What does this serial killer collect from their victims?

1 – FINGERNAILS. And toenails. They rip ‘em out with pliers, and fix them to their own scabby, pallid skin with staples. (The “scales” function as a kind of armour, weirdly.)

2 – THEIR LAST MEAL. Pumped straight out of the stomach.

3 – AURAS. They rip it off them in their last moments and add it to their own; a swirling, incoherent mess of jagged colours that makes electric lights malfunction when they get angry.

4 – SHOES. They reckon if they steal the shoes off people, they can’t “walk into heaven,” which is kind of a dick move; instead, they nail horseshoes to the soles of their feet to pin them in place. Most of them hang around as ghosts, but on the other hand, most of them don’t deserve to get into heaven given what they’ve done.

5 – THE LAST THING THEY SAW. They used to reckon that the last thing people saw was imprinted on their eyes when they died; they were wrong, but you can use magic to access the information. The serial killer does, and renders them as nightmarish paintings – most of them self-portraits.

6 – PETS. They don’t want them to die; they take them home, put them up, feed them, etc. They’ve built an impromptu (and illegal) kennel in their apartment, and they’re starting to run out of space and money.

7 – IDENTITIES. It’s gross, but: they hollow them out and wear the husks, and some back-alley sorcery lets them pose as the person. It’s a good likeness, too, right down to the mannerisms, until the body starts rotting; they keep a couple of bodies cured and dried in their bedroom, ready for emergencies. So, you know: look for suture marks on the backs of your friends’ heads.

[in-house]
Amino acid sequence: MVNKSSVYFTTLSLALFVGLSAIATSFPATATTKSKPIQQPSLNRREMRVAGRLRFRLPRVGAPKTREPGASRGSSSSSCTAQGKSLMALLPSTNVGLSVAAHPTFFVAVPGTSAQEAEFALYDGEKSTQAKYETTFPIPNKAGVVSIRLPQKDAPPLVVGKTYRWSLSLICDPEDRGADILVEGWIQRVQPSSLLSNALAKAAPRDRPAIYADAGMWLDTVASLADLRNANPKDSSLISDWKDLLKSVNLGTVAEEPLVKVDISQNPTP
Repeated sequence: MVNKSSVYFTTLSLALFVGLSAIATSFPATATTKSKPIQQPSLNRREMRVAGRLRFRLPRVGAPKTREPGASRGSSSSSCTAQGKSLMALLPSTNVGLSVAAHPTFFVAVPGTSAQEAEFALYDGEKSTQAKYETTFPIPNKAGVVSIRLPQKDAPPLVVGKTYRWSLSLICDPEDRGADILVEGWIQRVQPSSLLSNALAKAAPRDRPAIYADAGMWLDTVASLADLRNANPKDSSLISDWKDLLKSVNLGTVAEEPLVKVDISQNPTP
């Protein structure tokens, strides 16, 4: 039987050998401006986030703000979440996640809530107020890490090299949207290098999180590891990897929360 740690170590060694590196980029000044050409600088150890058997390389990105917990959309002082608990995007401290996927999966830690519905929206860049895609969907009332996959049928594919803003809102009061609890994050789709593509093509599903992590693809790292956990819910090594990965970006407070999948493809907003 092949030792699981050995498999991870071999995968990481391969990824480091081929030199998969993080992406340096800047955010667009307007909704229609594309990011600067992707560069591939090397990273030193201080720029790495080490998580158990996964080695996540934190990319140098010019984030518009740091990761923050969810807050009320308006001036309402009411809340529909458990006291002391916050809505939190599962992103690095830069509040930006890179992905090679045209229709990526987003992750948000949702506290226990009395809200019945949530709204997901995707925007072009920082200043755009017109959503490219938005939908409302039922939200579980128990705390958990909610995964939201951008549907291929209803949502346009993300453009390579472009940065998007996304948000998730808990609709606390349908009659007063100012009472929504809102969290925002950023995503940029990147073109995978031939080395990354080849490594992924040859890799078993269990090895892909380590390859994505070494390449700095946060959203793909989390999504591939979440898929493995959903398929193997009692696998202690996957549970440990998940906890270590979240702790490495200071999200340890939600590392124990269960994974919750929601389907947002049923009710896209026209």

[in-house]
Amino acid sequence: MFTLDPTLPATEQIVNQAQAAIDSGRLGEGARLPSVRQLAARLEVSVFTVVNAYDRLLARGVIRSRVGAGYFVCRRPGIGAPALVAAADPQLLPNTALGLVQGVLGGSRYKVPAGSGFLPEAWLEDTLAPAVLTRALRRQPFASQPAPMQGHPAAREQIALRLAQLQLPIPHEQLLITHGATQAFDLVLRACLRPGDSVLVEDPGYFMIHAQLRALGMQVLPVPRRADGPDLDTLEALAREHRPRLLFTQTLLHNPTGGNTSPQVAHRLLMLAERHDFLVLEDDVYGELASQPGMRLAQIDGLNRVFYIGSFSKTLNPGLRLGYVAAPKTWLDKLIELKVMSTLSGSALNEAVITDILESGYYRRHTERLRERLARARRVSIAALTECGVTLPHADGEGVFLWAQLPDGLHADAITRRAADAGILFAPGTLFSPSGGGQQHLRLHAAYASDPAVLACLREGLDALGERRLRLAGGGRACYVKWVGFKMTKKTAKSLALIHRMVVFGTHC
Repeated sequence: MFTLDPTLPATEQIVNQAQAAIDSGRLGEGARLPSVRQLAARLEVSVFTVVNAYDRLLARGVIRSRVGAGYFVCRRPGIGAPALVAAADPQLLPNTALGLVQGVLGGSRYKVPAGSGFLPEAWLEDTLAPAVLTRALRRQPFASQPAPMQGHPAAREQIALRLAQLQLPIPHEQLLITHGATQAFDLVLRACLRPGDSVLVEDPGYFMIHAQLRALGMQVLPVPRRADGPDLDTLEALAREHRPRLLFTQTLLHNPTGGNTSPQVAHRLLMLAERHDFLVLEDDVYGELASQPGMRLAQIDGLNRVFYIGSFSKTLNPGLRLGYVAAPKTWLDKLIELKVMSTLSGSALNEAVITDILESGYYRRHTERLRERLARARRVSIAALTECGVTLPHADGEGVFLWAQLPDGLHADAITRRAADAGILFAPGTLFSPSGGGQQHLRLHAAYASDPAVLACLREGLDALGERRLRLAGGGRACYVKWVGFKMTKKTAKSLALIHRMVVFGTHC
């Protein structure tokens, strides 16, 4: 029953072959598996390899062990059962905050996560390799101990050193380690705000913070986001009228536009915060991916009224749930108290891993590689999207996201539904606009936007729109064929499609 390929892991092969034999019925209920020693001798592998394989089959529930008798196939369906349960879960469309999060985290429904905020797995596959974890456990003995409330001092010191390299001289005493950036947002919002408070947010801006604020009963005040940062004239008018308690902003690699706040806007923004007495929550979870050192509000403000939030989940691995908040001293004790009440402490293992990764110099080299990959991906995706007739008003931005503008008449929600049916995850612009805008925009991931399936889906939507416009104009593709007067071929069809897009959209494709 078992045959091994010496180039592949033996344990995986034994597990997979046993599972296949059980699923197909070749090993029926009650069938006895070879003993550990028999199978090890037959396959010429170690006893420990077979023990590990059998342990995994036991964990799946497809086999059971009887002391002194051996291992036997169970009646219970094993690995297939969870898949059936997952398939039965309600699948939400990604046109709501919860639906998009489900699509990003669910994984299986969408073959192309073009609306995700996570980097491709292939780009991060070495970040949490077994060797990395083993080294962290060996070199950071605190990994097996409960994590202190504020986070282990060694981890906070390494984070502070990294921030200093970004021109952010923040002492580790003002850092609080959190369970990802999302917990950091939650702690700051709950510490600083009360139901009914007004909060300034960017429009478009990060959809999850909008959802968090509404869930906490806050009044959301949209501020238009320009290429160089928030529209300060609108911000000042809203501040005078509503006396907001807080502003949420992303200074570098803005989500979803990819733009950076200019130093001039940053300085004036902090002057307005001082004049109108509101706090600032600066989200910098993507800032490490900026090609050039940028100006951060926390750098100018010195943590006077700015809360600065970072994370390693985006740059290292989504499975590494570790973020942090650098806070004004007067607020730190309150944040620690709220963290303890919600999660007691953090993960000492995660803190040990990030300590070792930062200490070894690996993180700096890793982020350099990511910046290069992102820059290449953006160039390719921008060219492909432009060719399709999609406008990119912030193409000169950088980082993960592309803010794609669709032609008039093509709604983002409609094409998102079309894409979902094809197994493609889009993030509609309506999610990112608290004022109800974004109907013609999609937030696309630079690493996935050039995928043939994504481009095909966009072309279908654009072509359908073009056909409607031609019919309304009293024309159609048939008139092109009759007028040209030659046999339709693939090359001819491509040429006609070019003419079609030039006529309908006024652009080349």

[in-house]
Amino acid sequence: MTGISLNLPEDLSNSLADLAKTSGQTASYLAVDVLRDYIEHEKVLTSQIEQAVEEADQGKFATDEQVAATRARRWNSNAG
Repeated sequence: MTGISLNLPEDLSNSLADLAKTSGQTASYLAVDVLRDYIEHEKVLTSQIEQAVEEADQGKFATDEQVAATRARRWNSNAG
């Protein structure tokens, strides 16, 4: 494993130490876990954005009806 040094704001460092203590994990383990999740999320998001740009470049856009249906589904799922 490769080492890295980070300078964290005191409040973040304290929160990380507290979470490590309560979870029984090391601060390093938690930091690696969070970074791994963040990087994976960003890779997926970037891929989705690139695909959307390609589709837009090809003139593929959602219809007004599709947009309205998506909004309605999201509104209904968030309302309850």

8 – EYES. They install the eyes around their home, and they can focus and look through them, letting them act as a sort of security camera system. (They varnish them so they don’t dry out; it impairs the vision a little.)

9 – HANDS. To make a Hand of Glory, you need the left hand of a man hanged for murder. Those are really hard to come by these days, so the killer is capturing people, having them kill one another and then hanging the survivor, cutting off their hand, and selling it on the black market. (If YOU’VE ever used a Hand of Glory, odds are it’s coming from an illegal Hand Farm like this one.)

10 – MONEY. The killer (or is it killers?) receives instructions detailing the location, appearance, and movements of the target from a mysterious source; they track them down and kill them, and each one of them just so happens to be carrying a huge amount of cash, which is the killer’s payment. Who’s setting it up, and where is the money coming from? And are you going to open that briefcase that appeared in your living room last night?


Glimmers is a series where Chris and Grant, the creative leads behind Rowan, Rook & Decard, create an urban horror world through the use of Dx tables. Because who has time to read a full setting book?

[GLIMMERS.] The city is alive. The city is connected, with streams of light and noise and people, to every other city; they are all the same being, all branches of the same concrete-and-glass tree. There are streets between them, forgotten streets, with secret names and grim inhabitants. (And: there are wild-lands, dark places, the Spaces Between, where nothing seems right. Airport waiting rooms. Churches, at night. Backwater villages.)
There is vast power in the thrum of machines and the buzz of traffic, and it can be yours, for a price.

Cover image by Ben Smith on Flickr

grant
Grant is the creative force behind such games as Goblin Quest, One Last Job, Unbound, Honey Heist and the latest edition of Paranoia. In a previous life, he was a video games journalist, and before that he was a chef for a while, but it didn't really work out. His work is famous for short-form, easy-to-learn rulesets with an emphasis on quick play and accessible humour.

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